Bellingham Public Development Authority
The Bellingham Public Development Authority was created May 8, 2008, by the city of Bellingham for the purpose of developing properties together with private property owners and investors, focusing operations on Bellingham’s Waterfront, Old Town and downtown districts. The initial, vacant or under-utilized properties placed under the purview of the Authority are either city-owned and managed by the Authority or were city-owned and conveyed to the Authority for redevelopment. The Authority is governed by a seven-member Board of Directors, appointed by the Mayor and confirmed by City Council. The Authority’s staff consists of an Executive Director and a part-time administrative assistant. The City Council approves the Authority’s budget on an annual basis.(2008-2011 Washington State Auditor's Office Accountability Report (), Issued December 10, 2012
- Bellingham Municipal Code Ch. 6.64 - Public Authorities
- Bellingham Ordinance No. 2008-05-247 () - Creates the Bellingham Public Development Authority to assist with development of downtown, Old Town and the waterfront, passed 05/2008 - Includes bylaws
- First Operating Agreement () between Bellingham and the Bellingham Public Development Authority, 11/20/2008, terminates 2038
Grays Harbor Public Development Authority - Satsop Development Park
In 1998 the Grays Harbor County Commissioners passed a resolution, charter and bylaws, which created the Grays Harbor Public Development Authority. The Authority was organized to facilitate the redevelopment of the WPPSS site. It began operations in July 1999. It is the successor organization to the Satsop Redevelopment Project (SRP), which was created by an inter-local agreement between the elected Commissioners of Grays Harbor County, the Port of Grays Harbor and the Grays Harbor Public Utility District (PUD). The SRP was organized to examine the economic potential of the site of the never completed Washington Public Power Supply System’s (WPPSS) Satsop nuclear plant. A seven-member Board of Directors governs the Authority. The Grays Harbor County Commission, the Grays Harbor PUD and the Port of Grays Harbor each appoint one of their current Commissioners. Those three Commissioners select the remaining four members who are to be civic or business leaders with expertise in finance, real estate development and law or construction projects and must also reside in Grays Harbor County. The Grays Harbor County Commissioners have final approval over all appointments made to the Authority’s Board. The Authority’s 13 employees operate on an average $2.8 million annual budget that focuses on developing the site into a business park. (Washington State Auditor’s Office Accountability Audit Report (), issued June 10, 2013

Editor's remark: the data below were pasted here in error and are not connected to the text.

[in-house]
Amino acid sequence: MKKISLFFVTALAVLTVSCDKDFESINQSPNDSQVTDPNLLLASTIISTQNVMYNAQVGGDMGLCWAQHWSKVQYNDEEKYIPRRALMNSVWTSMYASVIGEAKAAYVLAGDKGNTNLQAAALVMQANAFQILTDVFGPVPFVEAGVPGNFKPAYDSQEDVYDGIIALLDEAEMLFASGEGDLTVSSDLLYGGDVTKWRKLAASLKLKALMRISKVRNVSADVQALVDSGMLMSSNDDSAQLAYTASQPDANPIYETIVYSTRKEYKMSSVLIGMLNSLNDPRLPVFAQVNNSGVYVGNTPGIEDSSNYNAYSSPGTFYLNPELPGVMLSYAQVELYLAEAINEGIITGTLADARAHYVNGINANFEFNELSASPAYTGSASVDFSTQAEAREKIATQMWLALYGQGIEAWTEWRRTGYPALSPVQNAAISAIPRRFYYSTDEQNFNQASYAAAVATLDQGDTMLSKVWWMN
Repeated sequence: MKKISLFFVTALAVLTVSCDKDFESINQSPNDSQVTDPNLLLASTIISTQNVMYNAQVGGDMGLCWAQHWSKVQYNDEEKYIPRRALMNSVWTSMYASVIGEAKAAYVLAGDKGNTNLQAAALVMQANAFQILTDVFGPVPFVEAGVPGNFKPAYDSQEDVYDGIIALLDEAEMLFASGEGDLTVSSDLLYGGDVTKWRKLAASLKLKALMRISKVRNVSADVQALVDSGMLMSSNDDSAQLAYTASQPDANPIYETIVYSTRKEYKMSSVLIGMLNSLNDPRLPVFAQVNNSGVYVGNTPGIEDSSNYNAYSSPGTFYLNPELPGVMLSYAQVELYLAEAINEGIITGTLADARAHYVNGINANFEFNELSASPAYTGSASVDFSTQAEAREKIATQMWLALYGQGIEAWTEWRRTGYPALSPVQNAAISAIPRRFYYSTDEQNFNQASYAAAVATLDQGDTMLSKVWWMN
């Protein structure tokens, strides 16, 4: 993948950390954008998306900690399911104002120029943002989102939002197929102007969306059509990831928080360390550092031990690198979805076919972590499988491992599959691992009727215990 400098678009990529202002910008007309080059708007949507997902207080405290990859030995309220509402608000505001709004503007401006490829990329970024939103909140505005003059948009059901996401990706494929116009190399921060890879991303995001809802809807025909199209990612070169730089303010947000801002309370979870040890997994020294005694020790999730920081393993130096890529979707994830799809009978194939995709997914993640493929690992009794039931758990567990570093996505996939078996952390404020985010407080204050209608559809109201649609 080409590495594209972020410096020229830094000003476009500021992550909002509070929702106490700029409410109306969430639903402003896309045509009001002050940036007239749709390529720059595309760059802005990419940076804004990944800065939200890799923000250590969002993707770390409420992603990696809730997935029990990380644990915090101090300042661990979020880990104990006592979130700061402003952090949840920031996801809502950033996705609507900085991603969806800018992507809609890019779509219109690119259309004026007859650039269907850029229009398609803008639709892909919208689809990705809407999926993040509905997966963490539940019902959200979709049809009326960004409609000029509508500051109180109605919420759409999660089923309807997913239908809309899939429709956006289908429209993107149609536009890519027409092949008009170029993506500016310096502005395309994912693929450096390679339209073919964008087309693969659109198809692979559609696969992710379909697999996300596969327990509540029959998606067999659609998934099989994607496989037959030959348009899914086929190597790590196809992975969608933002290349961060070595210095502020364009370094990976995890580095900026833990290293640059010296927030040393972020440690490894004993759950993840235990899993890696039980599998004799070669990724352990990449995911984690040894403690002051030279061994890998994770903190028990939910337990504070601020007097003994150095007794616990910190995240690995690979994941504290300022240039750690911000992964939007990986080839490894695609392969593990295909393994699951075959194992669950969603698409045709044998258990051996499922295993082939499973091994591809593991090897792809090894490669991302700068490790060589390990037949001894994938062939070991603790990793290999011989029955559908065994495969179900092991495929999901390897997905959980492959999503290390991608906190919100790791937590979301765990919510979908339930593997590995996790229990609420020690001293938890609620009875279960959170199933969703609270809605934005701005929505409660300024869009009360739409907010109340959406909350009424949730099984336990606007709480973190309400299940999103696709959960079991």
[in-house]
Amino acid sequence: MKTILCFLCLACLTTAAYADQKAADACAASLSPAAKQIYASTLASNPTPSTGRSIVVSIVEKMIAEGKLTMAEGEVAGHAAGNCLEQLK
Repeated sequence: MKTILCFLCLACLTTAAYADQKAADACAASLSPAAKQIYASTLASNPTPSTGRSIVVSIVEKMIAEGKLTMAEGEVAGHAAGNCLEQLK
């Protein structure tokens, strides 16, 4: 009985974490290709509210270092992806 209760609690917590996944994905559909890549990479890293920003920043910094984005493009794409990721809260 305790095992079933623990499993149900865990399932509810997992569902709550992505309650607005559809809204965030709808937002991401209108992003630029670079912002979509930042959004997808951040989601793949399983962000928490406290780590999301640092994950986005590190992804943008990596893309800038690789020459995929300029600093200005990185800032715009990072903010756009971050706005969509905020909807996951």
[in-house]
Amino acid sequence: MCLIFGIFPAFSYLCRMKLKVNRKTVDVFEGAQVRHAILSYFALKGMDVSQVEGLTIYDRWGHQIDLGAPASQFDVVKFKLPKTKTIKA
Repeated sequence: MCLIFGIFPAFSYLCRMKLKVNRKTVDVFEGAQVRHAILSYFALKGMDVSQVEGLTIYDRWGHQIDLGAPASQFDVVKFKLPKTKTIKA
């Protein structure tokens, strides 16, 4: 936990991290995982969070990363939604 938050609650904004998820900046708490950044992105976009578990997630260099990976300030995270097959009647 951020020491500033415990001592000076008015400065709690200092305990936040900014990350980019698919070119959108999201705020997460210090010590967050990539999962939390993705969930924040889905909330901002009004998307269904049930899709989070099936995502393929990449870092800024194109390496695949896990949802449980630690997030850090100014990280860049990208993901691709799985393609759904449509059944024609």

Grays Harbor Public Development Authority (Satsop Development Park)
- Tacoma News Tribune Series on SafeHarbor, May 31, 2002 - Series on problems of Grays Harbor PDA in first years of operation - Suggested reading for officials at any city or county considering the formation of a PDA: a cautionary tale.
- Washington State Auditor’s Office Accountability Audit Report (), Audit Period January 1, 1999 through December 31, 2000, Report No. 63315, issued May 14, 2002 - During first audit of the Authority, the auditors found that the Authority did not comply laws regarding the conduct of business by local governments in several areas including: state bid laws, loaning of the authority's credit, expenditures, investments, compensation to employees.
Harbor Works Public Development Authority (Dissolved)
Harbor-Works was created in May 2008 by the city of Port Angeles. The Authority was created to undertake and facilitate the remediation and redevelopment of the property known as the former Rayonier Mill. A five-member Board of Directors governed the Authority. The Board appointed an Executive Director to oversee the Authority’s daily operations and a temporary clerical employee. The Authority operated on loans of $650,000 from both the city and port of Port Angeles and one loan of $200,000 from the Washington State Department of Ecology. On September 2, 2010, the Board of Harbor-Works requested the city of Port Angeles take action to dissolve the Authority. On August 30, 2010, negotiations ended for the acquisition of the Rayonier Mill site and the Board determined the Authority could not accomplish what was intended in the creation of the Authority. The Authority officially dissolved on October 29, 2010 (Washington State Auditor’s Office Accountability Audit Report (), issued November 15, 2010
- Harbor Works PDA Press Release and Statement from President of Board of Directors () - Harbor-Works Board votes to dissolve Public Development Authority: Rayonier turns down Harbor-Works’ best and final offer, 09/02/2010